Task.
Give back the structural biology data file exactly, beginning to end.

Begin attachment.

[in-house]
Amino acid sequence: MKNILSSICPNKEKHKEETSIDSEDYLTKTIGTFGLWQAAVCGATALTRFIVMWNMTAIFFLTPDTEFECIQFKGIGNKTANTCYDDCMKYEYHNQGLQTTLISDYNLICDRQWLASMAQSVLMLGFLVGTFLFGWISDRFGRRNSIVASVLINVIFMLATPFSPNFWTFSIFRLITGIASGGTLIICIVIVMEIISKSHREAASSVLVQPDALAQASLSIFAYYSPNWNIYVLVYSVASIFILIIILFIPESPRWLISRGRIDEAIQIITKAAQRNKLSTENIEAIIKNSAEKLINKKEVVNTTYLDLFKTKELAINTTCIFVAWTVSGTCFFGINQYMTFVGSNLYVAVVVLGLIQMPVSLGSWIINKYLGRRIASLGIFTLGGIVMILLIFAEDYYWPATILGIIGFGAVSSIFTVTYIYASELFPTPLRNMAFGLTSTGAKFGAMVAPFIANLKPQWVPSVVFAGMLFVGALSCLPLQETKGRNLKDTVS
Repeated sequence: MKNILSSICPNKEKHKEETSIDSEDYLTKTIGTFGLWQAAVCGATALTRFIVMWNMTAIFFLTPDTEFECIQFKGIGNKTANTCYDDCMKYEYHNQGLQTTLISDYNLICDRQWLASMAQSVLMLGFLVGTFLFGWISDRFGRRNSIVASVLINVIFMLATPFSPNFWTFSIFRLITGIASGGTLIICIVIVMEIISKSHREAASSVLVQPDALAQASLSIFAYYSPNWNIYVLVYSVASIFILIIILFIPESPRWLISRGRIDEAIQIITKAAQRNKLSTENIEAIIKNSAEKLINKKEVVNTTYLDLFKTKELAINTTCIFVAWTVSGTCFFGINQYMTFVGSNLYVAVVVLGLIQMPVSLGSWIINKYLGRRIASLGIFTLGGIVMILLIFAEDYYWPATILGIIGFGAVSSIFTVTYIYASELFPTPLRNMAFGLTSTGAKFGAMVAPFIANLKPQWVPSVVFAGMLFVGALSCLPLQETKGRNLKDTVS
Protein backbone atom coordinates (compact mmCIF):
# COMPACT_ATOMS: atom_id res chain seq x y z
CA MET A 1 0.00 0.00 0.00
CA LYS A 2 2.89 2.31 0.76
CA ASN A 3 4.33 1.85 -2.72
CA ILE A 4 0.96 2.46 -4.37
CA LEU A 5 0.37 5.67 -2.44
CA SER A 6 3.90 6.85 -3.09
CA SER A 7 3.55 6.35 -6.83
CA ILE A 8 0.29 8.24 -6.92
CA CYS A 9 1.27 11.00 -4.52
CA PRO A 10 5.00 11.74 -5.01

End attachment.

[in-house]
Amino acid sequence: MKNILSSICPNKEKHKEETSIDSEDYLTKTIGTFGLWQAAVCGATALTRFIVMWNMTAIFFLTPDTEFECIQFKGIGNKTANTCYDDCMKYEYHNQGLQTTLISDYNLICDRQWLASMAQSVLMLGFLVGTFLFGWISDRFGRRNSIVASVLINVIFMLATPFSPNFWTFSIFRLITGIASGGTLIICIVIVMEIISKSHREAASSVLVQPDALAQASLSIFAYYSPNWNIYVLVYSVASIFILIIILFIPESPRWLISRGRIDEAIQIITKAAQRNKLSTENIEAIIKNSAEKLINKKEVVNTTYLDLFKTKELAINTTCIFVAWTVSGTCFFGINQYMTFVGSNLYVAVVVLGLIQMPVSLGSWIINKYLGRRIASLGIFTLGGIVMILLIFAEDYYWPATILGIIGFGAVSSIFTVTYIYASELFPTPLRNMAFGLTSTGAKFGAMVAPFIANLKPQWVPSVVFAGMLFVGALSCLPLQETKGRNLKDTVS
Repeated sequence: MKNILSSICPNKEKHKEETSIDSEDYLTKTIGTFGLWQAAVCGATALTRFIVMWNMTAIFFLTPDTEFECIQFKGIGNKTANTCYDDCMKYEYHNQGLQTTLISDYNLICDRQWLASMAQSVLMLGFLVGTFLFGWISDRFGRRNSIVASVLINVIFMLATPFSPNFWTFSIFRLITGIASGGTLIICIVIVMEIISKSHREAASSVLVQPDALAQASLSIFAYYSPNWNIYVLVYSVASIFILIIILFIPESPRWLISRGRIDEAIQIITKAAQRNKLSTENIEAIIKNSAEKLINKKEVVNTTYLDLFKTKELAINTTCIFVAWTVSGTCFFGINQYMTFVGSNLYVAVVVLGLIQMPVSLGSWIINKYLGRRIASLGIFTLGGIVMILLIFAEDYYWPATILGIIGFGAVSSIFTVTYIYASELFPTPLRNMAFGLTSTGAKFGAMVAPFIANLKPQWVPSVVFAGMLFVGALSCLPLQETKGRNLKDTVS
Protein backbone atom coordinates (compact mmCIF):
# COMPACT_ATOMS: atom_id res chain seq x y z
CA MET A 1 0.00 0.00 0.00
CA LYS A 2 2.89 2.31 0.76
CA ASN A 3 4.33 1.85 -2.72
CA ILE A 4 0.96 2.46 -4.37
CA LEU A 5 0.37 5.67 -2.44
CA SER A 6 3.90 6.85 -3.09
CA SER A 7 3.55 6.35 -6.83
CA ILE A 8 0.29 8.24 -6.92
CA CYS A 9 1.27 11.00 -4.52
CA PRO A 10 5.00 11.74 -5.01